Declaration of patient consent

The authors certify that they have obtained all appropriate patient consent forms. In the form the patient(s) has/have given his/her/their consent for his/her/their images and other clinical information to be reported in the journal. The patients understand that their names and initials will not be published and due efforts will be made to conceal their identity, but anonymity cannot be guaranteed.

Financial support and sponsorship

The authors wish to acknowledge the assistance given by Mr. Ozioko Frank Ekene (BSc, MSc) in literature search and retrieval.

Conflicts of interest

There are no conflicts of interest.

  References Top

Baergen RN. Cord abnormalities, structural lesions, and cord “accidents”. Semin Diagn Pathol 2007;24:23-32.  Back to cited text no. 1
Kraus D, Gersell F. Diseases of the placenta. In: Kurman RJ, Elleson HL, Ronnet BM, editors. Blaustein's Pathology of the Female Genital Tract. 6th ed. New York: Springer; 2011. p. 1000-69.  Back to cited text no. 2
Silver RK, Dooley SL, Tamura RK, Depp R. Umbilical cord size and amniotic fluid volume in prolonged pregnancy. Am J Obstet Gynecol 1987;157:716-20.  Back to cited text no. 3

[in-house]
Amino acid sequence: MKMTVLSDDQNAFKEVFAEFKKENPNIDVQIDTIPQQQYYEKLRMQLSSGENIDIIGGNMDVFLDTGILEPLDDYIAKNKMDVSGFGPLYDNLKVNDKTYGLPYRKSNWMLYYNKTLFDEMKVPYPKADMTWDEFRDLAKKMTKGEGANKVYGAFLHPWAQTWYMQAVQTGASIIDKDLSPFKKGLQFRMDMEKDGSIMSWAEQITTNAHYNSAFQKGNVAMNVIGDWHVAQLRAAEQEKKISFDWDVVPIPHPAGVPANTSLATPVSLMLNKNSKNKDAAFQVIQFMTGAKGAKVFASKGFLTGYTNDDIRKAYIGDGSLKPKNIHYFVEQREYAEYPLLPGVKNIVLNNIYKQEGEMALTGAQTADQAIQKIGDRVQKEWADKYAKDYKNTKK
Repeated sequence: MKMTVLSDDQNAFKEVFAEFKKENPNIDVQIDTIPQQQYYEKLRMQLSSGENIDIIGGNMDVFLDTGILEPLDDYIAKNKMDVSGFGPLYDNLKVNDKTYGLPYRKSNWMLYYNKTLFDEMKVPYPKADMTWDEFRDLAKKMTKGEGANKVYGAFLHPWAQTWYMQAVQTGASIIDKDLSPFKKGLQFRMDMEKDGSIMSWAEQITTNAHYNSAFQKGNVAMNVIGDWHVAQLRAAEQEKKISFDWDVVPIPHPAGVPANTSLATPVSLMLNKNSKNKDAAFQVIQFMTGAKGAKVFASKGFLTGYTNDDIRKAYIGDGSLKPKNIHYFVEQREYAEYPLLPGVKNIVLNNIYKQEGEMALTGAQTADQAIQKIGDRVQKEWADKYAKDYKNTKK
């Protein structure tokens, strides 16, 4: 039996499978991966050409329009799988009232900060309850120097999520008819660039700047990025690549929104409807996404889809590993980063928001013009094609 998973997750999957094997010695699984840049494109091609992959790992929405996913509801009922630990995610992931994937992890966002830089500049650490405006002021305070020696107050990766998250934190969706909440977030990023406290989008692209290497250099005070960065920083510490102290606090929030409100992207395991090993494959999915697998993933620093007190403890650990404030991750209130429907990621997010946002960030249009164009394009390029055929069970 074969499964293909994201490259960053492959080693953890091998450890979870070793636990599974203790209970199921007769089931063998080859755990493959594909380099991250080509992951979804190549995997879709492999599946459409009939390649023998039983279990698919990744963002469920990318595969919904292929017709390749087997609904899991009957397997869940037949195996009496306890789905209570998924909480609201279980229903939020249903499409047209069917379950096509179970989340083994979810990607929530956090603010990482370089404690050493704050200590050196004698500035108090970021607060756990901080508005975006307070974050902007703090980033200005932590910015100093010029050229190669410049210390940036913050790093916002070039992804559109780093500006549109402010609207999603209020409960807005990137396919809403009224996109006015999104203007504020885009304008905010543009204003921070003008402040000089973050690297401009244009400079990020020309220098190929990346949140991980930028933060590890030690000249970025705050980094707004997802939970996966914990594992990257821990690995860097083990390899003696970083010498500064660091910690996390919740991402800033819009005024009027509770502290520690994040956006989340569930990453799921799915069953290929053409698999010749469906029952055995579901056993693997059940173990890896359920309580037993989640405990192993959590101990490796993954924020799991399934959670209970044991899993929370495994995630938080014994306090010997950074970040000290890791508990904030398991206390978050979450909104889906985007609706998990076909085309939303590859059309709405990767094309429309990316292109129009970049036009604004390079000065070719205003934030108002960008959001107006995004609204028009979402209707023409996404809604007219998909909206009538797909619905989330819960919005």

Yavner DL, Redline RW. Angiomyxoma of the umbilical cord with massive cystic degeneration of Wharton's jelly. Arch Pathol Lab Med 1989;113:935-7.  Back to cited text no. 4
Smith GN, Walker M, Johnston S, Ash K. The sonographic finding of persistent umbilical cord cystic masses is associated with lethal aneuploidy and/or congenital anomalies. Prenat Diagn 1996;16:1141-7.  Back to cited text no. 5
Tennstedt C, Chaoui R, Bollmann R, Dietel M. Angiomyxoma of the umbilical cord in one twin with cystic degeneration of Wharton's jelly. A case report. Pathol Res Pract 1998;194:55-8.  Back to cited text no. 6
Sepulveda W, Leible S, Ulloa A, Ivankovic M, Schnapp C. Clinical significance of first trimester umbilical cord cysts. J Ultrasound Med 1999;18:95-9.  Back to cited text no. 7
Schiesser M, Lapaire O, Holzgreve W, Tercanli S. Umbilical cord edema associated with patent urachus. Ultrasound Obstet Gynecol 2003;22:646-7.  Back to cited text no. 8
Kiran H, Kiran G, Kanber Y. Pseudocyst of the umbilical cord with mucoid degeneration of wharton's jelly. Eur J Obstet Gynecol Reprod Biol 2003;111:91-3.  Back to cited text no. 9